Ampuero Gets To Work With The ICG

SANTIAGO – Foreign minister Roberto Ampuero participated via video conference in the International Contact Group’s (ICG) meeting in Costa Rica’s capital San José. The ICG, just as the Lima Group, seeks a solution to the Venezuelan crisis. During the Lima Group’s last meeting, Chile received a mandate to facilitate communications and possible cooperation between the two entities.

After the video conference, Roberto Ampuero said he sees common ground between the Lima Group and the ICG regarding human rights, the release of political prisoners, a peaceful solution, and the support for a democratic post-Maduro government. Ampuero also proposes to ramp up the pressure on Maduro and get the UN involved to distribute humanitarian aid, according to a foreign ministry press release.

From the archive:

UPDATE: Chilean journalists imprisoned in Venezuela to be deported

International Contact Group

The ICG comprises countries such as Uruguay and Ecuador, but also Bolivia and Mexico, which are either hostile to or skeptical of Lima Group members, among which figure Chile, Colombia, and the US. The European Union is the ICG’s globally most influential member.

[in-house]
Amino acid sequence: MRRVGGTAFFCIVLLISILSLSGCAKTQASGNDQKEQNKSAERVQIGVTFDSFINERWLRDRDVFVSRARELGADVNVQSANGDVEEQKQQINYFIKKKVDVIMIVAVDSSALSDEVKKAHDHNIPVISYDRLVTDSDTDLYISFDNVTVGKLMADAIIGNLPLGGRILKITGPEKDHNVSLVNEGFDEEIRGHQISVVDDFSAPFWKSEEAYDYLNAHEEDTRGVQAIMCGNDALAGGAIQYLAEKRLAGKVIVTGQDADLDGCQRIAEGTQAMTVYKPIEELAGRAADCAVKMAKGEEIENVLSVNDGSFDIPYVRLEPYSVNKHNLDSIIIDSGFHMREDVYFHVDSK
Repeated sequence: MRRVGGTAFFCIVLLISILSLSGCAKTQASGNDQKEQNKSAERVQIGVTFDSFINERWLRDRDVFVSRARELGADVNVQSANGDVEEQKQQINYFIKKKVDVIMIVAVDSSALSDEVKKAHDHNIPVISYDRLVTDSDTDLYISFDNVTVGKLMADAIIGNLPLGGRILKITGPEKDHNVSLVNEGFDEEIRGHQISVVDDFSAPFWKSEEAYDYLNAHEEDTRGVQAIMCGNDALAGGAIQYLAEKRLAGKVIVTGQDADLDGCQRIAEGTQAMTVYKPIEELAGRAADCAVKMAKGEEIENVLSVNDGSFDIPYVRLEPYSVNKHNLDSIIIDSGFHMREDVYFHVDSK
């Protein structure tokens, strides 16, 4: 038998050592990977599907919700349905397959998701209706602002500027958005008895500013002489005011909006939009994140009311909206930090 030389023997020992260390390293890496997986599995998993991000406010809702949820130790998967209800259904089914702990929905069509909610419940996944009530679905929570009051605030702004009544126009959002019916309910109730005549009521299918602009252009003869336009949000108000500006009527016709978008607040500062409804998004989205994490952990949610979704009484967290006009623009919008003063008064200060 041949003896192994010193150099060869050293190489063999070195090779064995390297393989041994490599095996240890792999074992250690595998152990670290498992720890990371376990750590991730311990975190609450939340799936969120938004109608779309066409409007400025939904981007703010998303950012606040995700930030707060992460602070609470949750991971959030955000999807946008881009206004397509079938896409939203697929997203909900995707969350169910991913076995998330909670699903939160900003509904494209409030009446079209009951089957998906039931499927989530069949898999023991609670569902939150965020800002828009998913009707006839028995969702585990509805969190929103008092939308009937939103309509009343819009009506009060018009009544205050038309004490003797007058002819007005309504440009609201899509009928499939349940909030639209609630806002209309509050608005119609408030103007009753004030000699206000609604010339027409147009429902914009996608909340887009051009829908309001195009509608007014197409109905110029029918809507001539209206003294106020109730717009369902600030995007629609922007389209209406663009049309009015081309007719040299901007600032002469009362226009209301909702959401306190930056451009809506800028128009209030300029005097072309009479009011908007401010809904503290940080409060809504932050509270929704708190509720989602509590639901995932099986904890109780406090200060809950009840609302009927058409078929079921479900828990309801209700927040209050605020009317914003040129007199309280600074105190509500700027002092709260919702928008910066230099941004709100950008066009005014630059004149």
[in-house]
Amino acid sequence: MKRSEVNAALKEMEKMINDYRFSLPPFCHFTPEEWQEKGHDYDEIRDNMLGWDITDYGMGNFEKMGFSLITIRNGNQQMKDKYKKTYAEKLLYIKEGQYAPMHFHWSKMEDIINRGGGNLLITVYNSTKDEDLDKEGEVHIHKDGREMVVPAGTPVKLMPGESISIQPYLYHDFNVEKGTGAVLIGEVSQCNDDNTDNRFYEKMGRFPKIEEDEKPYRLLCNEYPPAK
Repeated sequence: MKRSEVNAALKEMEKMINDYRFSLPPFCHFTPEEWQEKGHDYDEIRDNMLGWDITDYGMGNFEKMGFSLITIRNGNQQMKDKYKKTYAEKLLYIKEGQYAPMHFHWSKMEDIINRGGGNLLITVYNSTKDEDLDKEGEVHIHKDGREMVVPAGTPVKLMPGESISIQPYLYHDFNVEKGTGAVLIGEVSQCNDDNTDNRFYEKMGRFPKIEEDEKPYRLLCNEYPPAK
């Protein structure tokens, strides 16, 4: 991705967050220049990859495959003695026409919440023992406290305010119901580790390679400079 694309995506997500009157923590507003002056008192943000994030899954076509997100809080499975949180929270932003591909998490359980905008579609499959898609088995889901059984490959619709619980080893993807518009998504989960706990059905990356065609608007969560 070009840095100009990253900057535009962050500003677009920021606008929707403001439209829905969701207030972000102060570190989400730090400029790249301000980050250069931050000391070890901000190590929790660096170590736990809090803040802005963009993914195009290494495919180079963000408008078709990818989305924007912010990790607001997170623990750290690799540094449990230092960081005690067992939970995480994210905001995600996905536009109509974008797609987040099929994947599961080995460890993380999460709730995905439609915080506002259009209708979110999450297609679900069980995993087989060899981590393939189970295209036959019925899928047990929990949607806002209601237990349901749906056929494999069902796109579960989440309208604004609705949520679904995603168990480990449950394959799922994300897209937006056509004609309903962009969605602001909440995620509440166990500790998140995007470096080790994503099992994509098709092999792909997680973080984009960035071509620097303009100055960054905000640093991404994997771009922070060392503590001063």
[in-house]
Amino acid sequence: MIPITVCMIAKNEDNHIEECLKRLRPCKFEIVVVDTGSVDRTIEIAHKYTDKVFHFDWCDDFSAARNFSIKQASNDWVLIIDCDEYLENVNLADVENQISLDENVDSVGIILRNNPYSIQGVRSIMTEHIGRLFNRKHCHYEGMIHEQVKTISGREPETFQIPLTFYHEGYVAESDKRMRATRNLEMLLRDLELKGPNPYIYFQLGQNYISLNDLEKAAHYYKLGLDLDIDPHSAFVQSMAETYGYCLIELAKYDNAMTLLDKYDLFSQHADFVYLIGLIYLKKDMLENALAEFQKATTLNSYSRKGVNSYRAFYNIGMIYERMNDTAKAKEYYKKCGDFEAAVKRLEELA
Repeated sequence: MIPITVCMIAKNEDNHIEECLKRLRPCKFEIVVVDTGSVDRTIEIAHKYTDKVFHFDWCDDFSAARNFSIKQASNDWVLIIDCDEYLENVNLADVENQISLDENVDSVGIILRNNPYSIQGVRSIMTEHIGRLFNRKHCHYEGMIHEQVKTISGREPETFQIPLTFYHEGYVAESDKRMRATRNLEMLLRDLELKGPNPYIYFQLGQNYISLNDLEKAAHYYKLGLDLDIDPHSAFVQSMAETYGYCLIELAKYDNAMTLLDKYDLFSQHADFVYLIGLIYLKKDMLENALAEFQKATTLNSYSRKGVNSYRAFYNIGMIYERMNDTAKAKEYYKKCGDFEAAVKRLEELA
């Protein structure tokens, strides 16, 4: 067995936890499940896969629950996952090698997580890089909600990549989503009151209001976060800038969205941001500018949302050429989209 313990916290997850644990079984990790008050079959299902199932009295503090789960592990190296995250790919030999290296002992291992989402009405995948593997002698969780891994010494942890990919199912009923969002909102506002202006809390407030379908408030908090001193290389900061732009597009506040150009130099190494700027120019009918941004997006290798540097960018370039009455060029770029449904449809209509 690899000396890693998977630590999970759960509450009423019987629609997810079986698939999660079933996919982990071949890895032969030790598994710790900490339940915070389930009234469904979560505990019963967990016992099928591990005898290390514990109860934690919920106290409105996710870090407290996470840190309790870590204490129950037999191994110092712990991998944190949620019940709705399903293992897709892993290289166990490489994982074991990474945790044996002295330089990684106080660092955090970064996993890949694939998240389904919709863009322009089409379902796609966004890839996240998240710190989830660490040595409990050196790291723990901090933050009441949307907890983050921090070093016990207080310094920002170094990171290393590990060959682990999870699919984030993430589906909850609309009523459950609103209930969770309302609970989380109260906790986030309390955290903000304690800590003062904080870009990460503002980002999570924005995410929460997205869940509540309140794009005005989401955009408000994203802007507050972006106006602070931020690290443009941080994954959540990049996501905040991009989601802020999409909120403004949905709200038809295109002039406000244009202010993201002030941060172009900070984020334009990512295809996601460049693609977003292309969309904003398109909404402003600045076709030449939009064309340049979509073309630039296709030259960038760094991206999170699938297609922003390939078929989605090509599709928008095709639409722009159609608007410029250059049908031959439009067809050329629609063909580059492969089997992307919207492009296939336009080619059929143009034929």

News agency EFE cited a press release in which Costa Rica’s foreign minister Manuel Ventura said that “for the government of Costa Rica, the meeting in San José represents a recognition of its leadership and the diplomatic efforts made in the search for a political solution to the crisis in Venezuela.”

In a press conference, the EU’s foreign affairs high representative, Federica Mogherini, provided more details. She highlighted for example that the ICG is the only player with “access to all relevant interlocutors both inside Venezuela, in the region and on the global scene.”

Mogherini added that the Maduro government shows no signs of allowing free and fair elections anytime soon, but insisted that Monday’s meeting has resulted in small steps toward a “political solution.” One such step relates to the ICG’s establishment of a permanent presence in Caracas to facilitate humanitarian measures. This is undoubtedly also due to accepting the risk of Bolivia reporting internal details to the Maduro government.

But when asked about Bolivia’s refusal to sign the ICG’s latest declaration, Mogherini replied “[s]ince the very first meeting we had in Montevideo, the Bolivian delegation expressed the will not so sign the final declaration without impeding the rest of the members of the Group to adopt it and without leaving the Group, but staying engaged in a way that the Bolivian delegation considers more productive for its own role inside the Group.”

Still, the crisis keeps consuming Venezuela and increasingly the region, and it remains yet unclear what Chile’s coordination between the ICG and the Lima Group can achieve.

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